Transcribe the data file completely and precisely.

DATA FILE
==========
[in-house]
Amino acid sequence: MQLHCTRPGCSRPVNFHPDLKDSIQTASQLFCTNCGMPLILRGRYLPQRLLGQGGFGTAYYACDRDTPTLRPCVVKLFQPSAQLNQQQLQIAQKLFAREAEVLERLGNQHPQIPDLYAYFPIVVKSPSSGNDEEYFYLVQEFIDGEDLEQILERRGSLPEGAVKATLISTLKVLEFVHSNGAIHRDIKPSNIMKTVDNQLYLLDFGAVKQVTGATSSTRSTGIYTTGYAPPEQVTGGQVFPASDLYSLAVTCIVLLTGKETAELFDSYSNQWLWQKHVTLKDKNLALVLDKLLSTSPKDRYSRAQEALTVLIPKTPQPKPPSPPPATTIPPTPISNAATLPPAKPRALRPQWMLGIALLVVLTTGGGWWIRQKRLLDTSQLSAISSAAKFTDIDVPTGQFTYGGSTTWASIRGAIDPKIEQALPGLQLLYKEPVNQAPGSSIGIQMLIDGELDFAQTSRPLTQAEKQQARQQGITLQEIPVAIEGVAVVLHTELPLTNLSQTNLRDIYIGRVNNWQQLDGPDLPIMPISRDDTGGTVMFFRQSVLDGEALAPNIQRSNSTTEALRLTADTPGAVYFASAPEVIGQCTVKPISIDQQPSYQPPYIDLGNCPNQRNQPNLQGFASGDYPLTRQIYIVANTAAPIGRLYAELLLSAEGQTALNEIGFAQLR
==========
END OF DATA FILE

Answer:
[in-house]
Amino acid sequence: MQLHCTRPGCSRPVNFHPDLKDSIQTASQLFCTNCGMPLILRGRYLPQRLLGQGGFGTAYYACDRDTPTLRPCVVKLFQPSAQLNQQQLQIAQKLFAREAEVLERLGNQHPQIPDLYAYFPIVVKSPSSGNDEEYFYLVQEFIDGEDLEQILERRGSLPEGAVKATLISTLKVLEFVHSNGAIHRDIKPSNIMKTVDNQLYLLDFGAVKQVTGATSSTRSTGIYTTGYAPPEQVTGGQVFPASDLYSLAVTCIVLLTGKETAELFDSYSNQWLWQKHVTLKDKNLALVLDKLLSTSPKDRYSRAQEALTVLIPKTPQPKPPSPPPATTIPPTPISNAATLPPAKPRALRPQWMLGIALLVVLTTGGGWWIRQKRLLDTSQLSAISSAAKFTDIDVPTGQFTYGGSTTWASIRGAIDPKIEQALPGLQLLYKEPVNQAPGSSIGIQMLIDGELDFAQTSRPLTQAEKQQARQQGITLQEIPVAIEGVAVVLHTELPLTNLSQTNLRDIYIGRVNNWQQLDGPDLPIMPISRDDTGGTVMFFRQSVLDGEALAPNIQRSNSTTEALRLTADTPGAVYFASAPEVIGQCTVKPISIDQQPSYQPPYIDLGNCPNQRNQPNLQGFASGDYPLTRQIYIVANTAAPIGRLYAELLLSAEGQTALNEIGFAQLR